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Guantanamo's Camp 5 Closes As Detainee Population Shrinks

A sample cell, prepared for a media tour. The items displayed are intended to represent the typical belongings a detainee is allowed to keep.

The construction of Camp 5 at the detention facility in Guantanamo Bay back in 2003 was taken as a sign that the prison was there to stay — "evolving from wire mesh to concrete," as reporter Charlie Savage wrote then in The Miami Herald. But today, because of a shrinking detainee population, Camp 5 is a thing of the past.

"Camp 5 at Guantanamo Bay has been closed as a detention facility and re-purposed into another function and the detainees consolidated," according to Navy Capt. John Filostrat, a public affairs officer with Joint Task Force GTMO. "Parts of Camp 5 will be converted to a detainee medical clinic to improve operations."

Camp 5 was where "non-compliant" detainees were held, isolated in individual cells.

I was in the last group of reporters to visit Camp 5 before the closing. The carefully guided tour did not allow us to see the detainees held there, but we were able to see unoccupied cells and the media room, where detainees could watch TV while shackled to the floor.

One guard who has served multiple tours at the facility — we are not allowed to identify them by name — told me that relations between guards and prisoners were better than he'd ever seen. He attributed that in part to greater cultural sensitivity on the part of guards. The remaining inmates from Camp 5 have been transferred to the more open Camp 6, where some inmates live communally and grow their own food. Capt. Filostrat told reporters that all the detainees are now "compliant."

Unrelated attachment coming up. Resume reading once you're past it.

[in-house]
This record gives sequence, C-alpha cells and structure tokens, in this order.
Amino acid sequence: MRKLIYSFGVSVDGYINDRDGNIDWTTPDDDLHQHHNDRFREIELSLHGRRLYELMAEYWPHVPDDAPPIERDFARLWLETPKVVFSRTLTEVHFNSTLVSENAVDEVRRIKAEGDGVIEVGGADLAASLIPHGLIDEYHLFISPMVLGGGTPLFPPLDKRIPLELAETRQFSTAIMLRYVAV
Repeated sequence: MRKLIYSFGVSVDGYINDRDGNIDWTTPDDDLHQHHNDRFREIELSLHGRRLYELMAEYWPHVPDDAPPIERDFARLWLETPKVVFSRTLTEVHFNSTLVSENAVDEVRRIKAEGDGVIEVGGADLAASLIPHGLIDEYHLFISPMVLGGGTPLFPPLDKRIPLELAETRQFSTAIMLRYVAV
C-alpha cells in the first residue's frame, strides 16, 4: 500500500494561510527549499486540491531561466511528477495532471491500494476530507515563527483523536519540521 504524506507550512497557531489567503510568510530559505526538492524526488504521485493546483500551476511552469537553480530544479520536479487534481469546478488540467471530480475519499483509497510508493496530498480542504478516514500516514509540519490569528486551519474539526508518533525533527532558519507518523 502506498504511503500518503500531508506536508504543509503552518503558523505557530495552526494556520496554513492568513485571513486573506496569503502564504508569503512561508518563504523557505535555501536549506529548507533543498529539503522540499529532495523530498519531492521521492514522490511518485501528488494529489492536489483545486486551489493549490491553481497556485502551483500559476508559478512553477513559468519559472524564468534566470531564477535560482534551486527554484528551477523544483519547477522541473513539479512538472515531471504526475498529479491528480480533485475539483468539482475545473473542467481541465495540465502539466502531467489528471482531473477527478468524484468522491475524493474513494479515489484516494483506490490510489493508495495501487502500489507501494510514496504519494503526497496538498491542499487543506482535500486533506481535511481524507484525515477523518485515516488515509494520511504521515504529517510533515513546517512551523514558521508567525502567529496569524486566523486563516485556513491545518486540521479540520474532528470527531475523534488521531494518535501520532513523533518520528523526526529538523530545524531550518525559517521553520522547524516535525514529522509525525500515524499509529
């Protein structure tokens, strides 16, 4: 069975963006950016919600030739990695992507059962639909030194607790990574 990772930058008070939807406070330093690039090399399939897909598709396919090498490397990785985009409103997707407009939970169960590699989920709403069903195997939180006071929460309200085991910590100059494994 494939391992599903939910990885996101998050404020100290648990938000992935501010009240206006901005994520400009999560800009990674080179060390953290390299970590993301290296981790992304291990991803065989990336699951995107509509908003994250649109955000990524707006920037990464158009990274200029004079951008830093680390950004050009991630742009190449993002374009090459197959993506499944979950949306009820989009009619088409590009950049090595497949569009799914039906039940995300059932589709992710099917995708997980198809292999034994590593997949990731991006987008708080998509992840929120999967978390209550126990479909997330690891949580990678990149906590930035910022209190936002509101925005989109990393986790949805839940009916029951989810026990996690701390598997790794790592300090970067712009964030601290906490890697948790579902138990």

As of today, there are 61 inmates still detained at Guantanamo, and 20 of them have been cleared for release.

The Obama administration has picked up the pace of transfers in recent weeks, and President Obama reaffirmed his desire to make good on his promise to close the detention facility before he leaves office. "As we continue to shrink the population to the point where we're looking at 40 or 50 people and are maintaining a multimillion-dollar operation to house these people, the American people are asking why should we spend this money on this when it could be spent on other things," Obama said in a press conference in Laos.

But the president has been unable to find a way to work with Congress to transfer the dangerous and 'high value' detainees kept in the highly secretive Camp 7 — including Khalid Sheikh Mohammed, the accused mastermind of the Sept. 11 attacks. And for now, the military commissions at Guantanamo are continuing to plan for hearings in the trials of Mohammed and six other detainees.

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